There are some who argue the so-called 'war on drugs' can never be won. In Steven Soderbergh's superior 'Traffic', it can be seen that minor victories are achievable, but at what cost? The cocaine industry is worth billions of dollars each year. With inadequate laws and widespread corruption, the trafficking of the drug from Mexico to the United States is surprisingly easy. After repeated failures, an independent 'drugs tsar' is appointed to improve the country's ability to combat the illegal drug trade. Whilst still finding his feet, Robert Wakefield (Michael Douglas) devises a three-pronged strategy focussing on rehabilitation, education and policing. However, the magnitude and difficulties of the problem are only just becoming apparent to him. Everyone in Washington is more than willing to offer their support, but when push comes to shove, ideas and solutions are far from forthcoming. And is there more to his daughter Caroline's behaviour than he realises? That isn't to say the DEA is entirely without success. In San Diego, a mid-level distributor (Miguel Ferrer) is arrested and coerced into giving evidence against his employer - a supposedly legitimate businessman with a wife and child who are unaware of his illegal activities. His capture brings its own problems, as the wife, Helena (Catherine Zeta-Jones), must fight to keep the creditors away whilst protecting her family from the ruthless drug barons looking to recoup their losses. We also follow Tijuana police officers Javier and Manolo as they tackle two warring cartels amidst widespread corruption in their own government. This is perhaps the most interesting story, as Javier (Benicio Del Toro) struggles to uphold the ideals of the law when faced with morally ambiguous opportunities from both a Mexican colonel and two DEA agents. It's this narrative strand that best underlines one of the central themes of 'Traffic'; that very few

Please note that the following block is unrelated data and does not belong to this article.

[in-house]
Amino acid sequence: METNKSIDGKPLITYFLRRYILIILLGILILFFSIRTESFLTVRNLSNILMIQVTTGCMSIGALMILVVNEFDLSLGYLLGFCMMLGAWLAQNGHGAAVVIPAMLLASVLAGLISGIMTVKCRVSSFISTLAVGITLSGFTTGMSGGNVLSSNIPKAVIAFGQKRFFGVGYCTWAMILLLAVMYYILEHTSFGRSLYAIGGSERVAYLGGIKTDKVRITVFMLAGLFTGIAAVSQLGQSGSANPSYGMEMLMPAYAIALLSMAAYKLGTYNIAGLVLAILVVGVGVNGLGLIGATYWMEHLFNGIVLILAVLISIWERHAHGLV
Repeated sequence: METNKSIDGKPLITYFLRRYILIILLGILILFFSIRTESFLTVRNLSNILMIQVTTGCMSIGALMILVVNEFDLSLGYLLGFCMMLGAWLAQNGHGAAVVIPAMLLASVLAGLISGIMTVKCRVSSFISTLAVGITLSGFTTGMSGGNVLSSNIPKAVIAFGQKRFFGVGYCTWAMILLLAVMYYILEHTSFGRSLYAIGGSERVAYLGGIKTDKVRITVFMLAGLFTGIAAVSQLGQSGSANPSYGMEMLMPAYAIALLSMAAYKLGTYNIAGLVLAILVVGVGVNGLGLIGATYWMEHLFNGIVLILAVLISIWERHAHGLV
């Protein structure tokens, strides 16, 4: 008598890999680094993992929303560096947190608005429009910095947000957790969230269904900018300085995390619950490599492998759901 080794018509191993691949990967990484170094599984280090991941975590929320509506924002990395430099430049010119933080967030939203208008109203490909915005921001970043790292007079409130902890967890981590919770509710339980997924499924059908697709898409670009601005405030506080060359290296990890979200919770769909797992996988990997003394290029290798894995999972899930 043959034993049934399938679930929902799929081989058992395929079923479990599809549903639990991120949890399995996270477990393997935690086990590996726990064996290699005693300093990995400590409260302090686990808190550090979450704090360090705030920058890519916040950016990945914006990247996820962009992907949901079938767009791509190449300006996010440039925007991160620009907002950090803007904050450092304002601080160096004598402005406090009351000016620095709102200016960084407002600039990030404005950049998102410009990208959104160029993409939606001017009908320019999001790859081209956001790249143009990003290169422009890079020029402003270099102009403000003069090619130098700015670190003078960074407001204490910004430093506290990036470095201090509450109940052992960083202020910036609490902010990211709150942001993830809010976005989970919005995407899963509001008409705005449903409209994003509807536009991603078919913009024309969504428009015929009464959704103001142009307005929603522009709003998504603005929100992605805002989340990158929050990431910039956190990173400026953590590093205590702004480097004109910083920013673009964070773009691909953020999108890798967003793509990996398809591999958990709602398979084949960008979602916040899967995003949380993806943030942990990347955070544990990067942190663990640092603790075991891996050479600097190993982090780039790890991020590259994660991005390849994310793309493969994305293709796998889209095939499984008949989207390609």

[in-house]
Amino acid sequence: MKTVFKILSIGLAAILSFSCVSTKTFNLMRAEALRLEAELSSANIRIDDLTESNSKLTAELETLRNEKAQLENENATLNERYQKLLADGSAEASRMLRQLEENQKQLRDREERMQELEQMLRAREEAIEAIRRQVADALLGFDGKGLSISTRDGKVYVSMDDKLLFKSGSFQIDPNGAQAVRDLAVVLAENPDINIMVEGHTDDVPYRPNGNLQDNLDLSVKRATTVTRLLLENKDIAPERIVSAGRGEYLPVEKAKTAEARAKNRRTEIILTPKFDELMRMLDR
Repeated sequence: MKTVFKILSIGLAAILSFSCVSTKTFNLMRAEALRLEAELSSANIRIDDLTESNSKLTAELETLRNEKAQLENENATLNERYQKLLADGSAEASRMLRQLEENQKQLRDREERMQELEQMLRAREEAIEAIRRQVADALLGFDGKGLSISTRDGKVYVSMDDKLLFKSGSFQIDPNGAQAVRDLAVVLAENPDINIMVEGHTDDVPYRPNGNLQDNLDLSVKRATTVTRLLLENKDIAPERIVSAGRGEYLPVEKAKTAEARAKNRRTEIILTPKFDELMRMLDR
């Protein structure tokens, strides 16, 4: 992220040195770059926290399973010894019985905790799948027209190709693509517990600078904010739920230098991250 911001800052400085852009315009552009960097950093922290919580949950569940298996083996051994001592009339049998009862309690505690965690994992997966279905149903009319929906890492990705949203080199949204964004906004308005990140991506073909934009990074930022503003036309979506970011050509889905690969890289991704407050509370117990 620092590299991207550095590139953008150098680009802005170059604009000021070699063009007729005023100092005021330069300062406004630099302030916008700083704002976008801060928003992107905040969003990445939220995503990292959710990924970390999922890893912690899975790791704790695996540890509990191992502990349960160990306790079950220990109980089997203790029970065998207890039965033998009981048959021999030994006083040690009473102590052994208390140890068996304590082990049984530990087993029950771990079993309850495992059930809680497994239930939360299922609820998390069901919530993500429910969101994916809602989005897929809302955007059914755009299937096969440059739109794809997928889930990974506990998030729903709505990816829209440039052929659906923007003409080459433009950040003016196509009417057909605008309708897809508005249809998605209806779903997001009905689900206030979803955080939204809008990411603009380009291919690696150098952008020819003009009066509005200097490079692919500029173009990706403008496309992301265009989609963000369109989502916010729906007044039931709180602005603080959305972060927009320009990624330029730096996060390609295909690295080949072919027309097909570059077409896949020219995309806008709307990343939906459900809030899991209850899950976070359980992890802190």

parts of society are untouched by the effects of the drug industry, and despite appearances, the people involved can rarely be categorised as simply 'good' or 'bad'. Unlike other ensemble movies, the narratives only overlap directly on a few occasions; instead the film is held together by a thematic structure that attempts to show the completely pervasive nature of the drug supply chain. At nearly every level of society, from the prosperous Indian Hill area of Cincinnati to the streets of Tijuana, the intrusion of the drug industry can be seen in a number of different ways. Acting as his own cinematographer, Soderbergh employs a unique visual style to portray each of the plot threads - the harsh sepia tones of Tijuana contrasting strongly with the blue-washed hues of Washington and the bright Californian technicolor. A lot of the footage is shot using hand-held cameras, and overall this is very successful in giving the film the added feel of a documentary. Soderbergh's usual directorial techniques are also prevalent; especially the jump cut handling of dialogue that was so effective in 'Out of Sight' and 'The Limey'. However, as good a job as Soderbergh does, he couldn't have done it alone, and the casting for the film is almost flawless. There are well over a hundred speaking parts in all, including a dozen or so central characters across the three stories. The acting is, on the whole, excellent, and although Benicio Del Toro took all the plaudits, in truth most of the primary players are just as impressive. Don Cheadle plays a determined DEA agent with just the right amount of humour; young Erika Christensen is entirely believable as Caroline descends towards addiction; and Catherine Zeta-Jones is surprisingly effective as the rich wife who must resort to desperate measures. 'Traffic' clearly focuses on a massive issue affecting today's society. But instead of taking the moral